Employee Experience, doing things with and for your employees, not to your employees

29 october 2018

2018 will be the year of Employee experience. No, let us rewind that. 2018 is the year of Employee experience.

So, how do you provide the best employee experience in any company, in any industry? That was the topic we wanted to tackle last week at TEC, talent enablement conference: From Reinventing Performance Management to Talent Enablement.

We distilled some highlights and mixed them in this mash-up. Enjoy and feel free to join the conversation by adding your comments below...

Scrum careers: people want directions, they don’t want to be directed

Today’s workforce wants options. There’s no need to overdefine the end, because we don’t want to have it all figured out beforehand as we used to. So out with the output focused careers. Enter the concept of scrum careers where focus is on the process.

Scrum? Say what?

Scrum is an agile way to manage a project: instead of providing complete, detailed descriptions of how everything is to be done in a project, most is left up to the scrum team because the team knows best how to solve the problem. In other words: scrum is a framework for project management that emphasizes teamwork, accountability and iterative progress toward a well-defined goal and it goes with a simple premise: start with what can be seen or what is already know and after that, track progress and tweak as necessary.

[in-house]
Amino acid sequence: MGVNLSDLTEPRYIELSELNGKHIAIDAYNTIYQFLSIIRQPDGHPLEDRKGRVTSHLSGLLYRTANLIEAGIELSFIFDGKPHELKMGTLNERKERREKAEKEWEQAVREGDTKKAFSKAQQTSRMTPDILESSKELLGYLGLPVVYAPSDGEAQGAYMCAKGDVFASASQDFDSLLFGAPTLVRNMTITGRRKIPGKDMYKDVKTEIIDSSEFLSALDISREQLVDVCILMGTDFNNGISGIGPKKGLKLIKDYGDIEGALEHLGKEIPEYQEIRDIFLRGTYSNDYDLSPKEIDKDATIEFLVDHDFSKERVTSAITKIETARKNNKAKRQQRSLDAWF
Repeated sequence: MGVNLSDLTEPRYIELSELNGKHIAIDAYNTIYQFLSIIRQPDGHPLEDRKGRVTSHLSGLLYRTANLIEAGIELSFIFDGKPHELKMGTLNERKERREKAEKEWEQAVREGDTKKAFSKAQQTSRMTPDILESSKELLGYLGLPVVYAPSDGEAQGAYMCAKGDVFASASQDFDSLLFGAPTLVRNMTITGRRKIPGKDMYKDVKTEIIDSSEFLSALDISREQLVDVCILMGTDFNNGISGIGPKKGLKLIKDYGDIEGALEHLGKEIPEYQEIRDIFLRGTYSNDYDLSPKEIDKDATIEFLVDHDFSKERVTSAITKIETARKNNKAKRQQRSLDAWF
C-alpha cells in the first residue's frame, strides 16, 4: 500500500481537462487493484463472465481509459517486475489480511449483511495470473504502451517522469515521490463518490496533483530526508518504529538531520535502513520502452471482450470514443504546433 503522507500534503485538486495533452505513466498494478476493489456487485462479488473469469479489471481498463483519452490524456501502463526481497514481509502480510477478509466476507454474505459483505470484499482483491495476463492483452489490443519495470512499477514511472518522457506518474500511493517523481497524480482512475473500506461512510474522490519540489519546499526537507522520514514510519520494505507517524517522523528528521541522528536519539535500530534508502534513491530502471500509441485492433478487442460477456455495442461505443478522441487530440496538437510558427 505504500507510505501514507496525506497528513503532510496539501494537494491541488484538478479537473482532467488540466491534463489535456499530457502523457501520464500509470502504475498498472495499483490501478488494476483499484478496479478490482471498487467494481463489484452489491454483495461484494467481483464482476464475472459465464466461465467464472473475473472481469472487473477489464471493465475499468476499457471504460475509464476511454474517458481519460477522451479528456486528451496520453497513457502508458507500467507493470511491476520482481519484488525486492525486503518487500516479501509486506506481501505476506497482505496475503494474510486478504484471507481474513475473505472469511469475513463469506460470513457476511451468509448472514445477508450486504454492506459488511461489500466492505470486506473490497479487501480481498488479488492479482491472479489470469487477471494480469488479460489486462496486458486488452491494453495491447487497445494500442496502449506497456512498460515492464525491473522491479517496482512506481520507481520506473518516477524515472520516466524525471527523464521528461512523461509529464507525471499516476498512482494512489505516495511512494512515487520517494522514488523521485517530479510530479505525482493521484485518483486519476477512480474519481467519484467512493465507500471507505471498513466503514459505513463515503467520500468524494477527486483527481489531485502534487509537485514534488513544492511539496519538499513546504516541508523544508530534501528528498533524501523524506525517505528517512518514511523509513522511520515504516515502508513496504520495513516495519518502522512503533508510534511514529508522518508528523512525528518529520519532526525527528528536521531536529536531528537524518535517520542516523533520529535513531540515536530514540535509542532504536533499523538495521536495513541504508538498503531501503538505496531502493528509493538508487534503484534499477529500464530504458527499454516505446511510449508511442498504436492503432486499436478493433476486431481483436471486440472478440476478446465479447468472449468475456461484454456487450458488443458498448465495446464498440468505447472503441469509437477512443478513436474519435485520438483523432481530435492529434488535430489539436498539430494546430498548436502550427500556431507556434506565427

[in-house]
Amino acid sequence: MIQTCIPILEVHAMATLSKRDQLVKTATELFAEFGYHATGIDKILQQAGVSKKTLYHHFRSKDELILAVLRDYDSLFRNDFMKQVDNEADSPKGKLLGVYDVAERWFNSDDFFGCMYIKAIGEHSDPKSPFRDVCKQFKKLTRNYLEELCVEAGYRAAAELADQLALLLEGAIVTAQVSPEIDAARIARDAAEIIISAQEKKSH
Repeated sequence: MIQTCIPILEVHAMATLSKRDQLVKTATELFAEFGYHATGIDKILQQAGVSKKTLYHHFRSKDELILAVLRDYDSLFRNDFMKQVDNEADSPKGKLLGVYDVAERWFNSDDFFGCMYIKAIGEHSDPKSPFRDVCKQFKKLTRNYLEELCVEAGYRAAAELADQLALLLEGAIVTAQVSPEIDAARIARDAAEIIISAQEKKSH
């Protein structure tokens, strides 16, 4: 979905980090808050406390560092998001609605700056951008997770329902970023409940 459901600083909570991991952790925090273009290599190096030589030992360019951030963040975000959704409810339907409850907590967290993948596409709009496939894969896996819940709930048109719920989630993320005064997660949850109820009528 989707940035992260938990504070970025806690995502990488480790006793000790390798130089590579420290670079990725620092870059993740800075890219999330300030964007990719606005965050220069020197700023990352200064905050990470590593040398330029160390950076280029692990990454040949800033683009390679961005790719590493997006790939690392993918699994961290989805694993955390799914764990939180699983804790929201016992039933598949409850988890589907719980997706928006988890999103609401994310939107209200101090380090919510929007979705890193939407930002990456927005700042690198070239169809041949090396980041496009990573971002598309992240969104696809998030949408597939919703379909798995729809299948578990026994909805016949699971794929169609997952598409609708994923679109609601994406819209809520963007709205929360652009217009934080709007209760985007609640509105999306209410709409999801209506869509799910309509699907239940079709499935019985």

Arne Van Damme (COO Intuo) kicked off the #TECintuo18 event and talked about applying the scrum concept to how we can (must?) manage careers in the 21st century. See his take aways in this video. 


Out with fixed career ladders where the only way is up. In with alternative career paths using personas.
Out with function titles that only give status and tend to take away the opportunity for people to become career owners.
In with agility and career progress via a series of projects, timeboxed to shorter periods of time.


Little contagious pockets of excellence

Up to 70% of how employees feel about their experience of work is shaped by their relationship with their manager. Unfortunately, that experience is too often a negative one.

If you want to turn it into a positive one,
the manager is actually the secret sauce to create a positive climate.

Climate versus Culture.

Climate is what if feels like to work somewhere and culture is ‘how we do things’, it’s about the beliefs and assumptions. Culture cannot be changed by a person, but the climate can. So, if you want the climate to be energizing and unforgettable, you need ‘the secret sauce’.